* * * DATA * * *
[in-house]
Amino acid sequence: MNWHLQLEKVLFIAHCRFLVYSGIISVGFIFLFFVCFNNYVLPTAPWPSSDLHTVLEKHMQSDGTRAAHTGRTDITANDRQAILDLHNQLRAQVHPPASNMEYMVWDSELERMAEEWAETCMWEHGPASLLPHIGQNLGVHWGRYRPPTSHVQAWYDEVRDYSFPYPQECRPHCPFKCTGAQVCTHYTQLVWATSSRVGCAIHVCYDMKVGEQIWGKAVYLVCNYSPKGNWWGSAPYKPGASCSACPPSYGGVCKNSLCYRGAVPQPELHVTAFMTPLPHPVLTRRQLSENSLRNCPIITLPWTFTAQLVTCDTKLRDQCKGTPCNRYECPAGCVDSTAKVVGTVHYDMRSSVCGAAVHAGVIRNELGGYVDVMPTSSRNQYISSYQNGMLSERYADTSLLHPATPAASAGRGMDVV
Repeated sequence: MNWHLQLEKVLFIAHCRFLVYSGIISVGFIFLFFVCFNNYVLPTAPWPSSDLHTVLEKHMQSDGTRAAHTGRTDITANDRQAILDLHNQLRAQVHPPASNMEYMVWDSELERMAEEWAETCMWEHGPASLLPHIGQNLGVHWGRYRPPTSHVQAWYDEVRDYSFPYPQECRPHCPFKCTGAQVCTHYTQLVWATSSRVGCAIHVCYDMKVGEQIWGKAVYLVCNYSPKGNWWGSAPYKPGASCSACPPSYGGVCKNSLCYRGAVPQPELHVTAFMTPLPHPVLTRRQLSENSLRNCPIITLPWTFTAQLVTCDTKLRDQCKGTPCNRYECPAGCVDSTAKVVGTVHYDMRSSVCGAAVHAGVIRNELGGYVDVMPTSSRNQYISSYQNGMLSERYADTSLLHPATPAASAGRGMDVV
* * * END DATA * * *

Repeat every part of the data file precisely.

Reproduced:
[in-house]
Amino acid sequence: MNWHLQLEKVLFIAHCRFLVYSGIISVGFIFLFFVCFNNYVLPTAPWPSSDLHTVLEKHMQSDGTRAAHTGRTDITANDRQAILDLHNQLRAQVHPPASNMEYMVWDSELERMAEEWAETCMWEHGPASLLPHIGQNLGVHWGRYRPPTSHVQAWYDEVRDYSFPYPQECRPHCPFKCTGAQVCTHYTQLVWATSSRVGCAIHVCYDMKVGEQIWGKAVYLVCNYSPKGNWWGSAPYKPGASCSACPPSYGGVCKNSLCYRGAVPQPELHVTAFMTPLPHPVLTRRQLSENSLRNCPIITLPWTFTAQLVTCDTKLRDQCKGTPCNRYECPAGCVDSTAKVVGTVHYDMRSSVCGAAVHAGVIRNELGGYVDVMPTSSRNQYISSYQNGMLSERYADTSLLHPATPAASAGRGMDVV
Repeated sequence: MNWHLQLEKVLFIAHCRFLVYSGIISVGFIFLFFVCFNNYVLPTAPWPSSDLHTVLEKHMQSDGTRAAHTGRTDITANDRQAILDLHNQLRAQVHPPASNMEYMVWDSELERMAEEWAETCMWEHGPASLLPHIGQNLGVHWGRYRPPTSHVQAWYDEVRDYSFPYPQECRPHCPFKCTGAQVCTHYTQLVWATSSRVGCAIHVCYDMKVGEQIWGKAVYLVCNYSPKGNWWGSAPYKPGASCSACPPSYGGVCKNSLCYRGAVPQPELHVTAFMTPLPHPVLTRRQLSENSLRNCPIITLPWTFTAQLVTCDTKLRDQCKGTPCNRYECPAGCVDSTAKVVGTVHYDMRSSVCGAAVHAGVIRNELGGYVDVMPTSSRNQYISSYQNGMLSERYADTSLLHPATPAASAGRGMDVV